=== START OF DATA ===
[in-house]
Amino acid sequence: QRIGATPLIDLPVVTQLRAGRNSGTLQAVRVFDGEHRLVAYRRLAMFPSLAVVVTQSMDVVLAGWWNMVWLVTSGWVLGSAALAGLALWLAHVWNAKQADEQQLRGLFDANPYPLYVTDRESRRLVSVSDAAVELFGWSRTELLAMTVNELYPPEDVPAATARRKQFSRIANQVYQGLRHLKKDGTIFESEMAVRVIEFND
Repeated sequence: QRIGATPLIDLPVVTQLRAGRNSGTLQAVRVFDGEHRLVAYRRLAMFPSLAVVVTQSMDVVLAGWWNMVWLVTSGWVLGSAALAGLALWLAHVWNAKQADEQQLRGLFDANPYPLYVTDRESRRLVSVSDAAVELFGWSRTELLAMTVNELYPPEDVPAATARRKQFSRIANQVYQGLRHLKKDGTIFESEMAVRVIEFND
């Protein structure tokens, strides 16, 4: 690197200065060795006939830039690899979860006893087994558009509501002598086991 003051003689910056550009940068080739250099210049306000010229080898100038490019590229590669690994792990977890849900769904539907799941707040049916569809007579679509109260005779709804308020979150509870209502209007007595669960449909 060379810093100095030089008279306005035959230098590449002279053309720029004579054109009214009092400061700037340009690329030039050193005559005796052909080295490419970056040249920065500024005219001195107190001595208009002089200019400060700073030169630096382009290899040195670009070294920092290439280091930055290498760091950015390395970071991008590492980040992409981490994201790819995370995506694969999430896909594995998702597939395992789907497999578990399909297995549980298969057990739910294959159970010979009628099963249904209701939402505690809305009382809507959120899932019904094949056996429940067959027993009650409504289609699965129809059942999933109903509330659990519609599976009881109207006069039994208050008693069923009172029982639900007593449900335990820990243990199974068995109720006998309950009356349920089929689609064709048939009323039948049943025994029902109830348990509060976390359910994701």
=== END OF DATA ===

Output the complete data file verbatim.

[in-house]
Amino acid sequence: QRIGATPLIDLPVVTQLRAGRNSGTLQAVRVFDGEHRLVAYRRLAMFPSLAVVVTQSMDVVLAGWWNMVWLVTSGWVLGSAALAGLALWLAHVWNAKQADEQQLRGLFDANPYPLYVTDRESRRLVSVSDAAVELFGWSRTELLAMTVNELYPPEDVPAATARRKQFSRIANQVYQGLRHLKKDGTIFESEMAVRVIEFND
Repeated sequence: QRIGATPLIDLPVVTQLRAGRNSGTLQAVRVFDGEHRLVAYRRLAMFPSLAVVVTQSMDVVLAGWWNMVWLVTSGWVLGSAALAGLALWLAHVWNAKQADEQQLRGLFDANPYPLYVTDRESRRLVSVSDAAVELFGWSRTELLAMTVNELYPPEDVPAATARRKQFSRIANQVYQGLRHLKKDGTIFESEMAVRVIEFND
């Protein structure tokens, strides 16, 4: 690197200065060795006939830039690899979860006893087994558009509501002598086991 003051003689910056550009940068080739250099210049306000010229080898100038490019590229590669690994792990977890849900769904539907799941707040049916569809007579679509109260005779709804308020979150509870209502209007007595669960449909 060379810093100095030089008279306005035959230098590449002279053309720029004579054109009214009092400061700037340009690329030039050193005559005796052909080295490419970056040249920065500024005219001195107190001595208009002089200019400060700073030169630096382009290899040195670009070294920092290439280091930055290498760091950015390395970071991008590492980040992409981490994201790819995370995506694969999430896909594995998702597939395992789907497999578990399909297995549980298969057990739910294959159970010979009628099963249904209701939402505690809305009382809507959120899932019904094949056996429940067959027993009650409504289609699965129809059942999933109903509330659990519609599976009881109207006069039994208050008693069923009172029982639900007593449900335990820990243990199974068995109720006998309950009356349920089929689609064709048939009323039948049943025994029902109830348990509060976390359910994701």